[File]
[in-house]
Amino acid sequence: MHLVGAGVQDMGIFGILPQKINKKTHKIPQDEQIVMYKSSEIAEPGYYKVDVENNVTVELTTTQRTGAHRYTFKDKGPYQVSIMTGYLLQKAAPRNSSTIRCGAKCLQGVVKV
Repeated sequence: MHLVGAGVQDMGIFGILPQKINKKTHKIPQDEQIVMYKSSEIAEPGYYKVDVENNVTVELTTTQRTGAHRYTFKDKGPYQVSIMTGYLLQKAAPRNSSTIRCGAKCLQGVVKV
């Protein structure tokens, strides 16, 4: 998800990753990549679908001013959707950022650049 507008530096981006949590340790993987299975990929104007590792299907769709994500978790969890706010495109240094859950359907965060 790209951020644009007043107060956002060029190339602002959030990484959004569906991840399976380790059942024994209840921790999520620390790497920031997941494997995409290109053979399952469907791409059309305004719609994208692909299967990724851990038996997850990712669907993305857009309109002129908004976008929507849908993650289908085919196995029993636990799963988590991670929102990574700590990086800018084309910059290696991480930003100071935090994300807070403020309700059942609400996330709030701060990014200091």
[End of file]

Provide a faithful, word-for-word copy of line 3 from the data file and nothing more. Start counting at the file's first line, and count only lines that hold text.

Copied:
Repeated sequence: MHLVGAGVQDMGIFGILPQKINKKTHKIPQDEQIVMYKSSEIAEPGYYKVDVENNVTVELTTTQRTGAHRYTFKDKGPYQVSIMTGYLLQKAAPRNSSTIRCGAKCLQGVVKV